proposed justification when representation is limited or absent,

o  to evaluate the proposed exclusion of minorities and women on the
basis that a requirement for inclusion is inappropriate with respect
to the health of the subjects,

o  to evaluate the proposed exclusion of minorities and women on the
basis that a requirement for inclusion is inappropriate with respect
to the purpose of the research,

o  to determine whether the design of clinical trials is adequate to
measure differences when warranted,

o  to evaluate the plans for recruitment/outreach for study
participants, and

o  to include these criteria as part of the scientific assessment and
assigned score.

4.  NIH Advisory Councils

In addition to its current responsibilities for review of projects
where the peer review groups have raised questions about the
appropriate inclusion of women and minorities, the Advisory
Council/Board of each Institute/Center shall prepare biennial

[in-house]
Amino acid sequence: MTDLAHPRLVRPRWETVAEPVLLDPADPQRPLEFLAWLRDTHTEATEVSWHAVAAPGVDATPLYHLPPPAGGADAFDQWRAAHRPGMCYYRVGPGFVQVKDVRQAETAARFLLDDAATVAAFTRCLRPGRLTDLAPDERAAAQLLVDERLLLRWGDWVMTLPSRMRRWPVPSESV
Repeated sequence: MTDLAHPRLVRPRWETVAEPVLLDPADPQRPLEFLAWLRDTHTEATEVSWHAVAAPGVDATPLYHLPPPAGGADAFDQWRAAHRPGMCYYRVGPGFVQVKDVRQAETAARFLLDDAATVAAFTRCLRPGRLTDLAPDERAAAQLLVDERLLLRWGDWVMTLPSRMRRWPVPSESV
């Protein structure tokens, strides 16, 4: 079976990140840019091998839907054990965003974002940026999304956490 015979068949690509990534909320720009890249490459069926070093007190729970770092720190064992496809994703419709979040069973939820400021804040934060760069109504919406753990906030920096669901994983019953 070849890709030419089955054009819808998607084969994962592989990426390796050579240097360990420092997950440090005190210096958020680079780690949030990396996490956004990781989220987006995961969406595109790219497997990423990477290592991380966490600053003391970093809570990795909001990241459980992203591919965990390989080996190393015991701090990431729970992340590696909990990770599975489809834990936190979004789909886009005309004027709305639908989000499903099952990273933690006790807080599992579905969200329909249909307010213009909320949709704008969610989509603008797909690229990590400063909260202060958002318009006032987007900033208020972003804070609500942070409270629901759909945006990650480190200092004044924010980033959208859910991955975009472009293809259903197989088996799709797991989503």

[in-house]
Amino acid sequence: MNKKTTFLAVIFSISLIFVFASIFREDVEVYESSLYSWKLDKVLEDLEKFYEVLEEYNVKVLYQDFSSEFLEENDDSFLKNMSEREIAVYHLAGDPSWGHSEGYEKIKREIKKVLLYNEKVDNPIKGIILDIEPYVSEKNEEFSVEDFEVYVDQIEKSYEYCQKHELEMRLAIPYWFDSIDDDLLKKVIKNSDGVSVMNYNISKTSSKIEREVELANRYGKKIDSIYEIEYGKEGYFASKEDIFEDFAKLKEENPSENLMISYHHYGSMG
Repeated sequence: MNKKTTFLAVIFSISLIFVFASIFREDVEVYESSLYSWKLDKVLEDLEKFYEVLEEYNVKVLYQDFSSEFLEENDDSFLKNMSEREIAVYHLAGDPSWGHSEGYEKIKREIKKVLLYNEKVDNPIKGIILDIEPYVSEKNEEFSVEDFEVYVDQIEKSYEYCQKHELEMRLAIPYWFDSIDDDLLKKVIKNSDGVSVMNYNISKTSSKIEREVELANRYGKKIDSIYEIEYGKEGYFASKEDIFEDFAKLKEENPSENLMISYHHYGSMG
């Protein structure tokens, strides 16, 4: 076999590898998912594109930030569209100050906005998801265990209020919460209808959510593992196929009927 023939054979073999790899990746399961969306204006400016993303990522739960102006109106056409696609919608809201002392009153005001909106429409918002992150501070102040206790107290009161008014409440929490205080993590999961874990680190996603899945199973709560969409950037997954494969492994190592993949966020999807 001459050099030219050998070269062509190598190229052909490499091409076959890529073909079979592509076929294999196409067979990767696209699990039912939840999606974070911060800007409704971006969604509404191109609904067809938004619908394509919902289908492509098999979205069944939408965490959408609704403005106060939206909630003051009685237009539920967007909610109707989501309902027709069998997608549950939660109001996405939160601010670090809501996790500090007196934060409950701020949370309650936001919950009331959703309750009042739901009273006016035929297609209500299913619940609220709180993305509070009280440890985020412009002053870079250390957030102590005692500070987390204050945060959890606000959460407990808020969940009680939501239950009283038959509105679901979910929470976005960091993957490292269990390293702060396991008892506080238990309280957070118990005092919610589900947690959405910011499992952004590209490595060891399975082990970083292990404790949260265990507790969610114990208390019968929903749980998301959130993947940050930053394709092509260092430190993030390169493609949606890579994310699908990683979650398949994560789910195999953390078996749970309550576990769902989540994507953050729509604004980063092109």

reports, for inclusion in the overall NIH Director's biennial report,
describing the manner in which the Institute/Center has complied with
the provisions of the statute.

5.  Institute/Center Directors

Institute/Center Directors and their staff shall determine whether:
a) the research involving human subjects, b) the Phase III clinical
trials, and c) the exclusions meet the requirements of the statute
and these guidelines.

6.  NIH Director

The NIH Director may approve, on a case-by-case basis, the exclusion
of projects, as recommended by the Institute/Center Director, that
may be inappropriate to include within the requirements of these
guidelines on the basis of circumstances other than the health of the
subjects, the purpose of the research, or costs.

7.  Recruitment Outreach by Extramural and Intramural Investigators

Investigators and their staff(s) are urged to develop appropriate and